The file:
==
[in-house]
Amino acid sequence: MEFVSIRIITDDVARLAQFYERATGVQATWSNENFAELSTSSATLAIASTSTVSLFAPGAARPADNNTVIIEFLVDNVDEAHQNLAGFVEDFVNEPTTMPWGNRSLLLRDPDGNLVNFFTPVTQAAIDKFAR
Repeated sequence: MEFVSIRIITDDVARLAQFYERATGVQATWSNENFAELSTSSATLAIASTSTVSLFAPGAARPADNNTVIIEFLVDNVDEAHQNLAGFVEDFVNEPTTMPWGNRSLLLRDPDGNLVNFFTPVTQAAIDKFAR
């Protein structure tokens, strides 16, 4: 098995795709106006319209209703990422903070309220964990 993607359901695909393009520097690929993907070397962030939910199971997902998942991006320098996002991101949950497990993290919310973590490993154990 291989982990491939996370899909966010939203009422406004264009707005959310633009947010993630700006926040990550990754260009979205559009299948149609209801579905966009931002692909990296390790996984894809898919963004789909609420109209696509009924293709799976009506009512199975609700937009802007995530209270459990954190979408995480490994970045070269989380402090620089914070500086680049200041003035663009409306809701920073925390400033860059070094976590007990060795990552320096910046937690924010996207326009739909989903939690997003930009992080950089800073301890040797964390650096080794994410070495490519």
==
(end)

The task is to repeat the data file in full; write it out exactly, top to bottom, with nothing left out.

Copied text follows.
[in-house]
Amino acid sequence: MEFVSIRIITDDVARLAQFYERATGVQATWSNENFAELSTSSATLAIASTSTVSLFAPGAARPADNNTVIIEFLVDNVDEAHQNLAGFVEDFVNEPTTMPWGNRSLLLRDPDGNLVNFFTPVTQAAIDKFAR
Repeated sequence: MEFVSIRIITDDVARLAQFYERATGVQATWSNENFAELSTSSATLAIASTSTVSLFAPGAARPADNNTVIIEFLVDNVDEAHQNLAGFVEDFVNEPTTMPWGNRSLLLRDPDGNLVNFFTPVTQAAIDKFAR
């Protein structure tokens, strides 16, 4: 098995795709106006319209209703990422903070309220964990 993607359901695909393009520097690929993907070397962030939910199971997902998942991006320098996002991101949950497990993290919310973590490993154990 291989982990491939996370899909966010939203009422406004264009707005959310633009947010993630700006926040990550990754260009979205559009299948149609209801579905966009931002692909990296390790996984894809898919963004789909609420109209696509009924293709799976009506009512199975609700937009802007995530209270459990954190979408995480490994970045070269989380402090620089914070500086680049200041003035663009409306809701920073925390400033860059070094976590007990060795990552320096910046937690924010996207326009739909989903939690997003930009992080950089800073301890040797964390650096080794994410070495490519």